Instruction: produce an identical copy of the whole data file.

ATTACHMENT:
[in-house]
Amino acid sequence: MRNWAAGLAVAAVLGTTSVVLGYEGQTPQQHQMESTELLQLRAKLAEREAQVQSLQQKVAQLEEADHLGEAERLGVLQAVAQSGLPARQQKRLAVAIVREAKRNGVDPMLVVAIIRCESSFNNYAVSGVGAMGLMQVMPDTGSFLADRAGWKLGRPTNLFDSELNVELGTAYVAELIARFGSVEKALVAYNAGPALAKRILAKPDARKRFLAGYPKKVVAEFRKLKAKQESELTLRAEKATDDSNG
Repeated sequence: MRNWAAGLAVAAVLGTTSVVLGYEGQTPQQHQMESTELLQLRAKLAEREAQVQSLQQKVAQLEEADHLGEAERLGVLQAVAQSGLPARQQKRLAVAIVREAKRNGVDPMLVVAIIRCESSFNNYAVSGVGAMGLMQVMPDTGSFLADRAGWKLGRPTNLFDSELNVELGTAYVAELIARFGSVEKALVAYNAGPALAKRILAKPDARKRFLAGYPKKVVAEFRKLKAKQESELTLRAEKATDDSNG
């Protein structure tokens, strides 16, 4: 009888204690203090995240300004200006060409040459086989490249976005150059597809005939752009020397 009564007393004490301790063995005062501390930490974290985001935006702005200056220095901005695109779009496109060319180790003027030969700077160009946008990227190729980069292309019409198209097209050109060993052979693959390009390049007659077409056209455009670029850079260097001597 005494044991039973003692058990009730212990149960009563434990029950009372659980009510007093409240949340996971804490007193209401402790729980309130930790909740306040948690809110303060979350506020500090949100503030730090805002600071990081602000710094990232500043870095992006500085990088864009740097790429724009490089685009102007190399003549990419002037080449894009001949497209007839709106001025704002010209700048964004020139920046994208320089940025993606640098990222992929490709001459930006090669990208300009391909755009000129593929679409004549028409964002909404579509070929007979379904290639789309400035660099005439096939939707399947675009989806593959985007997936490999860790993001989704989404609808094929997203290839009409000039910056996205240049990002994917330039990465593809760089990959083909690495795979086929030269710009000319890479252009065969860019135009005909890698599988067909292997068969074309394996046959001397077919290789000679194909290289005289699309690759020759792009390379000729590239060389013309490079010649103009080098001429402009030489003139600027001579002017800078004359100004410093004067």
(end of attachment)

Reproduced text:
[in-house]
Amino acid sequence: MRNWAAGLAVAAVLGTTSVVLGYEGQTPQQHQMESTELLQLRAKLAEREAQVQSLQQKVAQLEEADHLGEAERLGVLQAVAQSGLPARQQKRLAVAIVREAKRNGVDPMLVVAIIRCESSFNNYAVSGVGAMGLMQVMPDTGSFLADRAGWKLGRPTNLFDSELNVELGTAYVAELIARFGSVEKALVAYNAGPALAKRILAKPDARKRFLAGYPKKVVAEFRKLKAKQESELTLRAEKATDDSNG
Repeated sequence: MRNWAAGLAVAAVLGTTSVVLGYEGQTPQQHQMESTELLQLRAKLAEREAQVQSLQQKVAQLEEADHLGEAERLGVLQAVAQSGLPARQQKRLAVAIVREAKRNGVDPMLVVAIIRCESSFNNYAVSGVGAMGLMQVMPDTGSFLADRAGWKLGRPTNLFDSELNVELGTAYVAELIARFGSVEKALVAYNAGPALAKRILAKPDARKRFLAGYPKKVVAEFRKLKAKQESELTLRAEKATDDSNG
């Protein structure tokens, strides 16, 4: 009888204690203090995240300004200006060409040459086989490249976005150059597809005939752009020397 009564007393004490301790063995005062501390930490974290985001935006702005200056220095901005695109779009496109060319180790003027030969700077160009946008990227190729980069292309019409198209097209050109060993052979693959390009390049007659077409056209455009670029850079260097001597 005494044991039973003692058990009730212990149960009563434990029950009372659980009510007093409240949340996971804490007193209401402790729980309130930790909740306040948690809110303060979350506020500090949100503030730090805002600071990081602000710094990232500043870095992006500085990088864009740097790429724009490089685009102007190399003549990419002037080449894009001949497209007839709106001025704002010209700048964004020139920046994208320089940025993606640098990222992929490709001459930006090669990208300009391909755009000129593929679409004549028409964002909404579509070929007979379904290639789309400035660099005439096939939707399947675009989806593959985007997936490999860790993001989704989404609808094929997203290839009409000039910056996205240049990002994917330039990465593809760089990959083909690495795979086929030269710009000319890479252009065969860019135009005909890698599988067909292997068969074309394996046959001397077919290789000679194909290289005289699309690759020759792009390379000729590239060389013309490079010649103009080098001429402009030489003139600027001579002017800078004359100004410093004067």